Consulting the yellow pages, a call was placed to the landlord and W found out that not only is it not an apartment(it’s a backpackers hotel) but that SH owes 2 month’s worth of rent. Upset that she has been lied to, W texted SH. W’s mobile was soon ringing and SH was explaining that he has already paid up part of the rent and that he only need $500 more to pay up the total. Empathising with his plight, W met up with SH the next day to lend him another $500, against the advice of the other people in the group. She reasoned that SH might be telling the truth and it could have been her in his situation. We told her that if she has enough sense she wouldn’t be in his situation at all because she’d get out even before the situation worsens. The group also told her that if SH is really willing, there are many ways of getting some cash with being a freeloader. Why doesn’t he apply in casual positions or be a busker?

By now the members of the group has also compared stories and found several inconsistencies in SH’s story. He claimed that he couldn’t borrow money from SS because SS’s parents in the Philippines are sick and also need money. When asked, SS said that he already lent a large amount to SH. There were also several versions and amounts quoted and we learned that the amount SH supposedly owes the landlord kept on increasing with each telling and subsequent borrowing(shouldn’t the amount decrease because people keep on forking over money to him?!)

When W met up with SH that morning, W was hoping that SH would at least be contrite. She asked him to move to another accommodation that might be further away from the city but would also be cheaper. She reasoned that this would only be temporary, at least until SH finds another job. He insisted that he need to be close to the city to find a job and plans to crash at SS’s place(without asking SS’s permission yet). W also recounted how SH’s mobile supposedly rang with him claiming that it is a call from a prospective employer asking for an interview. This, at 7:30 in the morning! Having enough of his nonsense, W told him to stay away from the group and sort his life out, saying that he should only make contact once he’s ready to pay up.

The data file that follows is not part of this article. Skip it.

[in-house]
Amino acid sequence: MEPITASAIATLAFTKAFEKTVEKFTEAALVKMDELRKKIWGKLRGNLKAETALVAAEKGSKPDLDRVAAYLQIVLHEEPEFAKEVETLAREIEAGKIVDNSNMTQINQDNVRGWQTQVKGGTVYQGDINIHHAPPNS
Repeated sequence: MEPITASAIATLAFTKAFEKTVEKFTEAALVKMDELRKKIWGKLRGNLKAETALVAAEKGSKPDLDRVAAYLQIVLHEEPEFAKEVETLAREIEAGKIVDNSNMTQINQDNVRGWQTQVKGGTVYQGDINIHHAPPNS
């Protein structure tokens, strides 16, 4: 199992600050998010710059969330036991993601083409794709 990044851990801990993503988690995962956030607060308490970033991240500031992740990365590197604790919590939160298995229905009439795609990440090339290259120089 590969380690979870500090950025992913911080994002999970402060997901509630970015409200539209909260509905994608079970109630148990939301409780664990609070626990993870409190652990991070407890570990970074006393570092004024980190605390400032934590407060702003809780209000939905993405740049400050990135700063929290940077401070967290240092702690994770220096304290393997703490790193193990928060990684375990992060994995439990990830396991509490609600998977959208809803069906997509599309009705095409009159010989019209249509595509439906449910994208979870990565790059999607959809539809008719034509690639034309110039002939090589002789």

Later that same day, W found out that SH is still asking people for money and even went as far as showing up uninvited to a new member, L’s, place of work. At this point, W asked M to talk to SH. M called SH and got a litany of excuses and reasons. SH claimed that he couldn’t stay away from the group now that he owed people money, what would people think when he suddenly disappears from sight? We told M to pass on the message that it would be better for him to stay away and that if he really is nahihiya(embarrassed) as he claimed, he’d abide by the wishes of the group – don’t show his face until he’s ready to pay up.

That, so far, is the end of the story. We’re all hoping that there would be a happy ending to this, with him finding some form of employment and returning the group’s hard-earned money. We also hope that SS would get the sofa he paid downpayment to SH to (without a receipt) or at least see that money returned. The group has been burned and are now understandably upset and angry with SH. I hope that SH’s name rhyming with manggagantso(swindler) would prove to be a coincidence. I hope that he would prove us wrong and get his life in order. I, however, am not holding my breath.

Published in: on June 17, 2005 at 12:42 am  Leave a Comment